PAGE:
When Dallas Observer intern and contributing writer Sarah Calams told us that she was going skydiving over spring break we A.) ruined her holiday by turning the experience into a reporting assignment, and B.) hugged her hard and tight. She's a slip of a thing and we'd half-expected her to be plucked off by birds prior to completing her descent. For those of you considering taking that 2.5-mile step off an airplane with only a glorified bed sheet as protection, here is her story.
I've talked about it my whole life, put it on my bucket list and figured I would get to it -- when I could. But then my one-year anniversary rolled around and my boyfriend surprised me with the gift of possible extinction through skydiving -- the greatest present a gal could get.
When spring break finally came, I booked it. I arrived bright and early Saturday morning, I'd already done my homework and completed a six-hour, first solo jump instruction course -- I was ready to finally plummet out of that freakin' airplane. What the world saw that morning was a totally psyched college student about to embark on a helluva adventure, but inside I was quietly freaking out. I had that nervous pee feeling -- you know the one you get when you're either channeling your inner daredevil or just doing something incredibly stupid? Because what could happen, right? Just an extremely fast and unpleasant plunge to my death. No big deal. (Cue scary skydiving videos of main shoots not opening and malfunctions galore.)
I was expecting an adrenaline rush, possibly death, but what I got in return was something much more soothing.
As we reached 13,500 feet, the door to the plane started to open. I wasn't as nervous as I thought I would be. What was freaking me out was how intense the wind was up there. I was given my signal to take my position in the door, arched and *spoiler alert* I stepped out of the plane with one foot. There is no actual "jumping" when you're a student.
If a fear of heights is what's kept you from trying skydiving, you might reconsider. When I prepared to jump out of the plane and looked down, I didn't see thousands of feet of falling -- instead I saw the ground and it looked like a map. My brain didn't process it as distance.
And there I was -- freefalling and losing altitude, fast. My two instructors were on my left and right side making sure my form was correct and keeping me steady in the air. I couldn't believe how strong the wind was; I could barely pull my feet out in their proper position.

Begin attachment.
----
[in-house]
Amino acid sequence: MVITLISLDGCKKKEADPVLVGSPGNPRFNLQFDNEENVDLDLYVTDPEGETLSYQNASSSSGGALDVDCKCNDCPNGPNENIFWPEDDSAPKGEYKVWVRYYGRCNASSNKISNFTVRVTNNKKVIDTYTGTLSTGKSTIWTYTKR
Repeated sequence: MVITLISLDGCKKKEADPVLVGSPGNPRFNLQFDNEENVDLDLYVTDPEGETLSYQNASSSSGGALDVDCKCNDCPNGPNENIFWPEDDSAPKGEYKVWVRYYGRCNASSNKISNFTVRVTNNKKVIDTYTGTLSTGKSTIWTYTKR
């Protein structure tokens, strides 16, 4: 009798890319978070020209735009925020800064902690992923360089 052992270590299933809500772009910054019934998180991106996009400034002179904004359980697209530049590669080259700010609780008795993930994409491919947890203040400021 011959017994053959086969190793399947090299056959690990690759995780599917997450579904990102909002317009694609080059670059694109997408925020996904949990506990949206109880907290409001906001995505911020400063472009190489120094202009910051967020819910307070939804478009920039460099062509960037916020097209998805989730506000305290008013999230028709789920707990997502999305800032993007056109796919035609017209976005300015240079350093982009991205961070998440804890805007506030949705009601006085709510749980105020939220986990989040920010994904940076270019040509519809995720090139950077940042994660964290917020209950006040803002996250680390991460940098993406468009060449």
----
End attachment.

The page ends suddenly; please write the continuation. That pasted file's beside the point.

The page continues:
Freefalling is incredibly loud, fast, chaotic and I don't really remember much about it. Maybe that's a first-time thing. Your only form of communication during freefall is by hand signals with your instructors. At 5,500 feet you pull your main shoot, and pray it opens up correctly. After mine did, everything around me got really quiet. I was gliding in the air, just me and a 2,000-foot descent of incredible view. I felt relaxed, soaking in the atmosphere.
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At 1,000 feet you start your landing pattern based on wind direction, then you reach your target and finally you begin to exit the sky and transition to earth. The one thing that eased my fear of this process was strapped to my chest. It was a radio to ground control that guided me in for safe landing.
Skydiving changed my mindset at two-and-a-half miles above the earth. From standing in an open airplane doorway to finally landing on the ground, I realized something about myself: I can do anything I want to and do it well. So while I expected a shot of adrenaline from the experience, I also received a sidecar of tranquility and a better understanding of my own capabilities. Not bad for a day's work.
If you're interested in skydiving, but don't know where to go, I went through Skydive Dallas. The staff was knowledgeable, friendly and had it down to a science. The sky and I will reunite again soon. But before then, I'll be searching for another adrenaline rush to fulfill my obsession. How do we feel about race cars?